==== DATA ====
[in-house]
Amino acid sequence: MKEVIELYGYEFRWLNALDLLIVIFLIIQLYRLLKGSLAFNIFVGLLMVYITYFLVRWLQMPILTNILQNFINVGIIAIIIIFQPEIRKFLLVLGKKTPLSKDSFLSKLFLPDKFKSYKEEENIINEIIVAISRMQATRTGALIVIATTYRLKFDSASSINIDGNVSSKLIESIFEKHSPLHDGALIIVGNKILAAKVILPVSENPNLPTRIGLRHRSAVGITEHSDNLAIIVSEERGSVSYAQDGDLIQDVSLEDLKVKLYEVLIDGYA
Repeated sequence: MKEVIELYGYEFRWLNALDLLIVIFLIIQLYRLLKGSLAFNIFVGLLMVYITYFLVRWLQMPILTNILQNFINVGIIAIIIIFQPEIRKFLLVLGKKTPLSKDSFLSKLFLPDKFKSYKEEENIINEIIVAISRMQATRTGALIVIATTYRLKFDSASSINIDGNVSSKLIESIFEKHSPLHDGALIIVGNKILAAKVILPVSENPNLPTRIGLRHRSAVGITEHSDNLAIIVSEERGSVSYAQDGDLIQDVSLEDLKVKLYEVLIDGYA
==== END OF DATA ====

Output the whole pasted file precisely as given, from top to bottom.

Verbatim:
[in-house]
Amino acid sequence: MKEVIELYGYEFRWLNALDLLIVIFLIIQLYRLLKGSLAFNIFVGLLMVYITYFLVRWLQMPILTNILQNFINVGIIAIIIIFQPEIRKFLLVLGKKTPLSKDSFLSKLFLPDKFKSYKEEENIINEIIVAISRMQATRTGALIVIATTYRLKFDSASSINIDGNVSSKLIESIFEKHSPLHDGALIIVGNKILAAKVILPVSENPNLPTRIGLRHRSAVGITEHSDNLAIIVSEERGSVSYAQDGDLIQDVSLEDLKVKLYEVLIDGYA
Repeated sequence: MKEVIELYGYEFRWLNALDLLIVIFLIIQLYRLLKGSLAFNIFVGLLMVYITYFLVRWLQMPILTNILQNFINVGIIAIIIIFQPEIRKFLLVLGKKTPLSKDSFLSKLFLPDKFKSYKEEENIINEIIVAISRMQATRTGALIVIATTYRLKFDSASSINIDGNVSSKLIESIFEKHSPLHDGALIIVGNKILAAKVILPVSENPNLPTRIGLRHRSAVGITEHSDNLAIIVSEERGSVSYAQDGDLIQDVSLEDLKVKLYEVLIDGYA